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Can a New Education Law Save China

10-18 00:00 Caijing Magazine


By staff reporter Chang Hongxiao

He Haiping often feels financially restrained - not for himself, but for his school.

The principal of a well-known middle school in Jianli County of Hubei Province is distressed by the shortage of funding for his school. His school enrolls 700 new students every year, less than 40 percent of those seeking to enroll. Lacking enough space, he crams more than 100 students into every classroom. To top it off, the school cannot always afford to pay teachers fully or on-time. Some teachers have left the school to find jobs in more affluent regions, where the pay is better.

He Haiping shares his fate with many other principals in western China’s poor rural areas. The challenges they face make it apparent that the current push to revise the Compulsory Education Law is long overdue.

China passed its compulsory education law in 1986, but the simple 18-article, 1,800-word law has not done enough for the country’s compulsory education system, which covers students from grade one to nine. A 1992 reform of the law also did not improve the situation.

The chief fault of the law is its failure to define whether national, provincial or local governments should pay for education spending. The 1986 law vaguely stipulates that the government should be responsible for the operating expenses and construction investment needed by the education system, without defining who should pay. It has been a recipe for disaster. In reality, most of the burden falls upon poor farmers, who pay for the education system through agricultural taxes and educational fees. According to a 2002 survey by the State Council’s Development Research Center, below-county level governments pay for 78 percent of compulsory education costs, county-level governments pay 9 percent, provincial-level governments pay 11 percent, and the central government contributes less than 2 percent.

According to analysts, inadequate funding causes high dropout rates in poorer regions. The Ministry of Education estimates that about 7.17 million young people have not attended all nine years of compulsory education. Ding Yanqing with Peking University’s School of Education said the real number is more than 10 million.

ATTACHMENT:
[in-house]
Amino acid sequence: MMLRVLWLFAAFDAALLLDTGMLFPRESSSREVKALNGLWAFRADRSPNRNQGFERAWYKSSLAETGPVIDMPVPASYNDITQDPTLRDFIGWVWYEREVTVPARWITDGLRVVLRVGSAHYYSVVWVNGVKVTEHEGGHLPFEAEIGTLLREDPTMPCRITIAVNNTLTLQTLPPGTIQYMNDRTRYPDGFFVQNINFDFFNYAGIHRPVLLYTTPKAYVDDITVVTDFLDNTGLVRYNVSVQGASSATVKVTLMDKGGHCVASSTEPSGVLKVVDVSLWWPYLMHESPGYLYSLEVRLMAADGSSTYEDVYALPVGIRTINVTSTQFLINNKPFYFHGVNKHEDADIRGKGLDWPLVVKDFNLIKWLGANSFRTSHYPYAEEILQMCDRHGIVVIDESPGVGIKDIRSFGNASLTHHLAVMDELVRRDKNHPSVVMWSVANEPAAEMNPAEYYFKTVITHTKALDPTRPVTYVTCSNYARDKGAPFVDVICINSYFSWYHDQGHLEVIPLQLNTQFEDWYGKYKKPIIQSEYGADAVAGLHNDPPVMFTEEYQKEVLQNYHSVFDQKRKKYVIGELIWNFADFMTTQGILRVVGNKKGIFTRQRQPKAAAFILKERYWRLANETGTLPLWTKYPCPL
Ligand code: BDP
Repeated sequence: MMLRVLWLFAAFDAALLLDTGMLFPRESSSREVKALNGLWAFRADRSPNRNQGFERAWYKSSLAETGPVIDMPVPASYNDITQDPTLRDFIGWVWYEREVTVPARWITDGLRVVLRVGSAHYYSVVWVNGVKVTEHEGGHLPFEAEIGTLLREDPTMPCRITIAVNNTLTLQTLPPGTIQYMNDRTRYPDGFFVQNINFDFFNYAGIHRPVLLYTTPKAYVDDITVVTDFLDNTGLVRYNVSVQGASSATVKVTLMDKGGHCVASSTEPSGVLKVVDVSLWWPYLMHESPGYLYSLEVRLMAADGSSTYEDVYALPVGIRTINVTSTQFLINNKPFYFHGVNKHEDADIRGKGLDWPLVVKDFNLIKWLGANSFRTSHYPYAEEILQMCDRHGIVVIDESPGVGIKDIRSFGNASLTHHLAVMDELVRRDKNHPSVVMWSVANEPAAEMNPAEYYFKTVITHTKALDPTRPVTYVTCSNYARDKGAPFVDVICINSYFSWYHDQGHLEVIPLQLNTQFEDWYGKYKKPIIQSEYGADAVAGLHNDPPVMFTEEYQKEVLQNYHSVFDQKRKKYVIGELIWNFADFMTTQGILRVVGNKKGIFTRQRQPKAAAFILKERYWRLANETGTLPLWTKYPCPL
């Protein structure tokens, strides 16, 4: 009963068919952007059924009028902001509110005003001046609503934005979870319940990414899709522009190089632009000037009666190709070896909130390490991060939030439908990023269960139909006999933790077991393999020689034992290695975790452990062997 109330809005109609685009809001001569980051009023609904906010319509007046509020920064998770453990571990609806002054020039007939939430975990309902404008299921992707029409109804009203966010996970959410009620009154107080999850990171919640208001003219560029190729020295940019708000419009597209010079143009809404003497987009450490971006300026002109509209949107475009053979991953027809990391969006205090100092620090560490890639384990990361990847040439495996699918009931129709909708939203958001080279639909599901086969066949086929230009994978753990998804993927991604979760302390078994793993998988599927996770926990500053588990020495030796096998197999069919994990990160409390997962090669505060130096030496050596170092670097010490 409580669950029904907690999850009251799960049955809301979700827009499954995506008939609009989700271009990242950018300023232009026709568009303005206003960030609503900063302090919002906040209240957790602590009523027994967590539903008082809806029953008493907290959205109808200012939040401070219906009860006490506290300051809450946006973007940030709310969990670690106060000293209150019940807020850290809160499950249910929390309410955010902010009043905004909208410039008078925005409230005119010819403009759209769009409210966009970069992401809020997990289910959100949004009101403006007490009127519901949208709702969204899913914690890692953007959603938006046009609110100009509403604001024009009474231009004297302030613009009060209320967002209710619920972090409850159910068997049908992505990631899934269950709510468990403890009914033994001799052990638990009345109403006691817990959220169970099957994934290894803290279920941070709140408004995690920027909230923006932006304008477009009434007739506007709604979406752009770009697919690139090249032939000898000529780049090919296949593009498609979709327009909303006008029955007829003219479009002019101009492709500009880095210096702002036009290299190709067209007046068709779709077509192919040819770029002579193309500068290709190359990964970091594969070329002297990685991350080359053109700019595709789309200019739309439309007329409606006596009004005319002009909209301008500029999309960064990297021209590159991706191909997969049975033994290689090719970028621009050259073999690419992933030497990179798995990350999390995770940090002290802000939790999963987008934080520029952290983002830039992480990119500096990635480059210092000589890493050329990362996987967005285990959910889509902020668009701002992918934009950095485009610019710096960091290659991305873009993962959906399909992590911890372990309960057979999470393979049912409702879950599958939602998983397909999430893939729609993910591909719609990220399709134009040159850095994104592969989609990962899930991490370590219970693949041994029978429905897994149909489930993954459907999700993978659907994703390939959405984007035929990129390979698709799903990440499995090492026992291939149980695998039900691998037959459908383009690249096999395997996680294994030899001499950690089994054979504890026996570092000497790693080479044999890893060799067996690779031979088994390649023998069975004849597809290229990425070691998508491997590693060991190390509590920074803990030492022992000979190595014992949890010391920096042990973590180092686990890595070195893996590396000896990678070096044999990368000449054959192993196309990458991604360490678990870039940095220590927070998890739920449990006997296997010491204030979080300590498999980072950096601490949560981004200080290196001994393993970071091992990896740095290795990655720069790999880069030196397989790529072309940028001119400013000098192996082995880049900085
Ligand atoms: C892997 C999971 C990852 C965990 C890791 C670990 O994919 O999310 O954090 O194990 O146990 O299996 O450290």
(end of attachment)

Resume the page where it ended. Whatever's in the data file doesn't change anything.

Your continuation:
On June 7 the Ministry of Education submitted the new revisions to the State Council and the National People’s Congress Standing Committee held panel meetings to review the draft on September 16 and October 10. Analysts say that if everything goes smoothly, the 71-article, 7,000-word law will be passed during the National People’s Congress’ national sessions next March.

The ongoing rural fee-to-tax reform, aimed at getting rid of high fees on farmers, has pushed the education law revisions to the top of the agenda. The reform may reduce the local burden for education costs, leading to a gap in education funding. "The funding process must be changed," said Wang Dinghua, director of the General Office of the Ministry of Education’s Basic Education Department.

Thirteen articles of the revised law deal with "the guaranteeing of funds for education." They emphasize cost-sharing between the central, provincial, above-county-level and county-level governments. The revised law also requires education funds to be singled out in transfer payments between different levels of government. Currently the funds earmarked for compulsory education spending is not set apart from the rest of the transfer. Also, Article 38 of the draft entitles the county-level government to independently draft their educational budgets in accordance with the funding from the provincial and central government. Budget independence should allow local governments to make their own educational priorities and prevent the provincial and central government from tying education funding to the promotion of pet projects.
Analysts are not sure whether the revised law will be enough to save China’s compulsory education system.

Ding Yanqing said: "It is a progress for the new draft to require the central and provincial governments to shoulder more responsibility. But it is still not very clear regarding the issue of sources of funding, meaning the law does not solve the fundamental problem."

An official from the Ministry of Education said changes in educational funding is closely related to the existing fiscal and budgetary systems. Some analysts say the Ministry of Finance considers it necessary to change the current Budgetary Law and draft a new transfer law to pass the revised education law. If the Ministry of Finance successfully raises these objections, it could delay passage of the revised education law. The Ministry of Finance may object to the new transfers on efficiency grounds. But as China does not have a measure for the quality of compulsory education, it is difficult to gauge the efficiency of educational spending.

Experts also suggest that making education fund allocation transparent should be a top priority. Ye Ping, with the Hubei Education Science Research Institute, said: "how much of the transfer payment is earmarked for compulsory education by the county governments is always a secret." Wei Xiangchi, a researcher at the China National Institute for Educational Research, said: "Only three people know - the Party secretary of the county, the administrative head of the county, and the director of county bureau of finance. To effectively solve the problem of inadequate educational funding, the allocation mechanism must be more transparent."

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